The COVID-19 pandemic induced lock-downs during 2019 to 2021 reminded us of the importance of artisanal livelihoods. I am among those who chose to innovate and to learn an artisanal skill during the lock-downs. I, a university graduate, humbled myself and sought an apprenticeship with a well-established welder in a rural trading centre.
On learning that I was a university graduate, the welder, who himself had dropped out of formal education at ordinary level senior secondary schooling, hesitated and questioned: “I am only a Senior Four dropout, how will I manage to teach you since you are of high education level than me?”
I assured him: “you are my teacher, and at the same time you are my boss, and also my trainer, and I am your student.” My humbleness and willingness to learn won my mentor over and my apprenticeship begun immediately with my mentor giving him practical work to do.
As I learned, I also straight away started earning money. In addition to learning practical artisanal skills, I learned how within only two years of doing his welding business, my mentor had generated sufficient income that had enabled him to invest in buying a plot of land and to build a modest permanent tin-roofed house.
I successfully completed my welding mentorship and got great advice from my mentor on the feasibility of establishing a viable welding business and through which I too could pass on the knowledge and skills. Without significant capital investment, it is not easy to open up a welding business. Starting a welding business requires sums of money that many youths in Uganda can’t afford.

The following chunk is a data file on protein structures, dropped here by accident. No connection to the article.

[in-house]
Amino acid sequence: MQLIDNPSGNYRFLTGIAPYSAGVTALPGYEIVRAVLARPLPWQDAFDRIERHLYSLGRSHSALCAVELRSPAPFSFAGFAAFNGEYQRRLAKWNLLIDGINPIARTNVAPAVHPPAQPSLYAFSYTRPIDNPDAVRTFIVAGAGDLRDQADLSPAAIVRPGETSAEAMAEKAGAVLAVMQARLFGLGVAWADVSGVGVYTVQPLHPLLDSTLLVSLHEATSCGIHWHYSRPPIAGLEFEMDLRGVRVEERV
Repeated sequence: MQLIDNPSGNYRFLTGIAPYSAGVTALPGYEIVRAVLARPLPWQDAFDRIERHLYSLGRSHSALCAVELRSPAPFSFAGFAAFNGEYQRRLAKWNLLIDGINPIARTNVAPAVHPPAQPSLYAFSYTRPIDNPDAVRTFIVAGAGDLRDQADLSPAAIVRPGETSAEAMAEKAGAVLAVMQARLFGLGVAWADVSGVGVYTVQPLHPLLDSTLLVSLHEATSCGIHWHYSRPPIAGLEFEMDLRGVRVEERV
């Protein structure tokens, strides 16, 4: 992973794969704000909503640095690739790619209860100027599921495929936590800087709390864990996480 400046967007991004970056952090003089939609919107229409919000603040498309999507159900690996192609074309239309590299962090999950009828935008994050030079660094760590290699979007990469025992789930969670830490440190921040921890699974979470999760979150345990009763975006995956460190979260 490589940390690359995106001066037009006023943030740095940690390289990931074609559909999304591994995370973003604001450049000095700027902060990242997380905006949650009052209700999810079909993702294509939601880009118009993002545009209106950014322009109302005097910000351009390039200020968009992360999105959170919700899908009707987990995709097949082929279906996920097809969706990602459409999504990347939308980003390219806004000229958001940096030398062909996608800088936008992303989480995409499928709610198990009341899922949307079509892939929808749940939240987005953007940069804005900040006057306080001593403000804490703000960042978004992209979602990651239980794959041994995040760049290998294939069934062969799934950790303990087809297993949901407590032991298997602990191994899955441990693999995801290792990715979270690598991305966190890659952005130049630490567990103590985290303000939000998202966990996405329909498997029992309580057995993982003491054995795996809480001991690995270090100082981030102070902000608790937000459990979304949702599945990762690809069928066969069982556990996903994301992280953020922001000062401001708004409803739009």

But it is a worthwhile investment. There are multiple streams of income in a welding enterprise. For example, when a welder is working on windows or doors for selling, they can as well get money from sharpening an axe, knives, handheld hoes, welding motor bikes, among others. And when they sell a finished door or window, they have an assured profit.
Remember how millions of Ugandans whose livelihoods depended on salaried jobs couldn’t sustain living in urban centres. There was a large influx into rural communities of newly jobless salaried workers; together with children and youth of schooling-going age who were forced to stay home. Without reliable government relief aid, many Ugandans, were unable to adequately meet the basic needs – food, water, clothing, shelter of their respective households.
It is those with other life skills, such as artisanal skills – welders, tailors, builders, and hair dressers, who were able to continue earning a living doing their businesses close to home. Artisanal livelihoods, indeed, enabled many to provide members of their households with their basic and genuine needs. Many previous “white-collar” salaried workers found themselves with a choice to make – starve or innovate.
This testimony was shared by Jimmy Ezra Okello, a beneficiary of our CPAR Uganda programme, “Mentoring Young Adults into Innovators against Poverty.” And the Project Team Leader for our proposed artisanal project soon to be established in our facility that is located on Y. K. Museveni Road in Pader Town Council, Pader District.